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Is it Risky to Put All My Investments With One Firm?

Question: My wife and I are retired and in our mid-60s, and I want to consolidate all of our investments—my 401(k) and two IRAs—under one roof. Are we putting ourselves at risk if everything is at one firm?

– Chuck Rosa, Shelby Township, Mich.

Answer: We’re all still smarting from the collapse of major financial firms such as Bear Stearns, but experts say for most investors there’s little risk in consolidating accounts at one major brokerage. The Securities Investor Protection Corp., for one, covers investors for up to $500,000 for securities, including a maximum of $250,000 for cash. Plus, assets at brokerage firms or mutual fund companies are held in a custodial account and are not assets of the company, says Frank Boucher, a financial planner in Reston, Va. Translation: If the company goes belly-up, your assets are protected from creditors and regulators. Still, that doesn’t mean you’re safe from bad investments, so experts say it’s crucial to diversify your holdings regardless of how many brokerages are involved.

Question: My wife and I are retired and in our mid-60s, and I want to consolidate all of our investments—my 401(k) and two IRAs—under one roof. Are we putting ourselves at risk if everything is at one firm?Chuck Rosa, Shelby Township, Mich. Answer: We’re all still smarting from the collapse of major financial firms such as Bear Stearns, but experts say for most investors there’s little risk in consolidating accounts at one major brokerage. The Securities Investor Protection Corp., for one, covers investors for up to $500,000 for securities, including a maximum of $250,000 for cash. Plus, assets at brokerage firms or mutual fund companies are held in a custodial account and are not assets of the company, says Frank Boucher, a financial planner in Reston, Va. Translation: If the company goes belly-up, your assets are protected from creditors and regulators. Still, that doesn’t mean you’re safe from bad investments, so experts say it’s crucial to diversify your holdings regardless of how many brokerages are involved.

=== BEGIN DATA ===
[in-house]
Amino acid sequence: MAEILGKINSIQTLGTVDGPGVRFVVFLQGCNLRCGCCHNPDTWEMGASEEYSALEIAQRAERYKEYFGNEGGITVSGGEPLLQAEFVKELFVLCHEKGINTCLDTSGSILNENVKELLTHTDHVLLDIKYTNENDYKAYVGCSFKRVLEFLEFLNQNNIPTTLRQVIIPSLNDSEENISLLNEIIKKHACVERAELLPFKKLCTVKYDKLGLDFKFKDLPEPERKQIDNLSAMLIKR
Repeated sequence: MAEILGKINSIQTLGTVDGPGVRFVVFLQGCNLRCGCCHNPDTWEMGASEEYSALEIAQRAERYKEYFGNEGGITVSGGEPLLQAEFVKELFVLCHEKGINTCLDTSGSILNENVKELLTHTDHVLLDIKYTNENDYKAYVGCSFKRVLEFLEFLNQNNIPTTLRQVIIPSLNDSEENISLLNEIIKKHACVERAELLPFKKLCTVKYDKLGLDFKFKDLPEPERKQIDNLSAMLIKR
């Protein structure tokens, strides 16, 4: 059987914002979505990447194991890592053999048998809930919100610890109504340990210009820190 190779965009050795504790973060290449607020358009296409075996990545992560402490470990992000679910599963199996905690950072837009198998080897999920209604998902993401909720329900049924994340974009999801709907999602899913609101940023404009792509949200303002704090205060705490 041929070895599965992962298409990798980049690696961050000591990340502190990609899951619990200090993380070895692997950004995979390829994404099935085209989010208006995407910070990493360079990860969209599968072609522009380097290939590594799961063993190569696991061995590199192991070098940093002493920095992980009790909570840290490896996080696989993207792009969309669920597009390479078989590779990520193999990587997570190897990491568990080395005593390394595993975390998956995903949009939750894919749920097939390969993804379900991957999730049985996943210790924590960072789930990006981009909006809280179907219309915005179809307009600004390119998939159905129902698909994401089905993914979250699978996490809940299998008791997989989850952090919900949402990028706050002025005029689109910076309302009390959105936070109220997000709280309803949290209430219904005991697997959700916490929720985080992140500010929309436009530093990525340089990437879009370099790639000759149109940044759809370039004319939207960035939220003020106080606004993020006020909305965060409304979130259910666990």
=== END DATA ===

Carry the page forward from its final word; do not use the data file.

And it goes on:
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    • This site has a great deal of valuable iniotmarfon but Frankie doesn’t know squat about Scottsdale. According to him, the streets and shops are barren due to 30 K millionaires. The streets are crowded and people are spending money as usual. Not everybody in Scottsdale has a variable rate mortgage. There are actually many normal families that live here. It’s just the idiots who make the press.

    • -1′

    • Even though the assets in a 401k plan and IRA appear to be similar because they are both tax deferred accounts , there are important differences that you need to consider when combing the accounts into a roll over IRA. Under ERISA ( federal law) a participant’s account in a 401k typically has unlimited protection from creditors claims; this is not true for IRA which are not ERISA protected and under various state laws often have only limited amounts that can be protected from the account holder’s creditors.

    • My biggest mistake was selling 50% of my Chevron stock when I retired in 2000. And investing in Morgan-Stanley Funds per my adviser … I loss $200,000 in 6 months. But the other 50% of Chevron stocks made money and split in 2004. Needless to say I left Morgan-Stanley Corp. in 2001. I am now with Merrill-Lynch and my portfolio is slowly growing. I am HAPPY and LIVING is Awesome in Hawaii.

    • @Chuck-

      Disagree– using multiple firms doesn’t increase the risk of ending upp with a firm that has problems. The risk is there already. For the indiviudal who puts all their assets in one place, they are 100% exposed if that firm has problems. Spreading it out to two firms reduces the individual’s risk to 50% at each. Just like portfolio diversification.

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